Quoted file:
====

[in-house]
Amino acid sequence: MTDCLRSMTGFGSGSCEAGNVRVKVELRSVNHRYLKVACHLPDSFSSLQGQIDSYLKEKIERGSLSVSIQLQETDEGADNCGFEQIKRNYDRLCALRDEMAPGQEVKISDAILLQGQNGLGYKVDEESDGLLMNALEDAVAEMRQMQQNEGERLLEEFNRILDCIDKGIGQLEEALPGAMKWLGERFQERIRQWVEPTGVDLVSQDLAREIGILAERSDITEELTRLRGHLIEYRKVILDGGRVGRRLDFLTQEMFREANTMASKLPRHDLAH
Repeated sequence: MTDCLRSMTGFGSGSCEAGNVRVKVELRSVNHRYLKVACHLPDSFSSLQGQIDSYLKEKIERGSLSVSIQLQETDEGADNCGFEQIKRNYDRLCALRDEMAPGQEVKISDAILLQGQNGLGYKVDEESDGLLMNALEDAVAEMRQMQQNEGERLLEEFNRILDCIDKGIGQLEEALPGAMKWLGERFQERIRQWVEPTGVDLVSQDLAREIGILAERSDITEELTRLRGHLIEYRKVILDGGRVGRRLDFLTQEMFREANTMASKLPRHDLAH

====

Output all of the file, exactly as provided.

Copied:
[in-house]
Amino acid sequence: MTDCLRSMTGFGSGSCEAGNVRVKVELRSVNHRYLKVACHLPDSFSSLQGQIDSYLKEKIERGSLSVSIQLQETDEGADNCGFEQIKRNYDRLCALRDEMAPGQEVKISDAILLQGQNGLGYKVDEESDGLLMNALEDAVAEMRQMQQNEGERLLEEFNRILDCIDKGIGQLEEALPGAMKWLGERFQERIRQWVEPTGVDLVSQDLAREIGILAERSDITEELTRLRGHLIEYRKVILDGGRVGRRLDFLTQEMFREANTMASKLPRHDLAH
Repeated sequence: MTDCLRSMTGFGSGSCEAGNVRVKVELRSVNHRYLKVACHLPDSFSSLQGQIDSYLKEKIERGSLSVSIQLQETDEGADNCGFEQIKRNYDRLCALRDEMAPGQEVKISDAILLQGQNGLGYKVDEESDGLLMNALEDAVAEMRQMQQNEGERLLEEFNRILDCIDKGIGQLEEALPGAMKWLGERFQERIRQWVEPTGVDLVSQDLAREIGILAERSDITEELTRLRGHLIEYRKVILDGGRVGRRLDFLTQEMFREANTMASKLPRHDLAH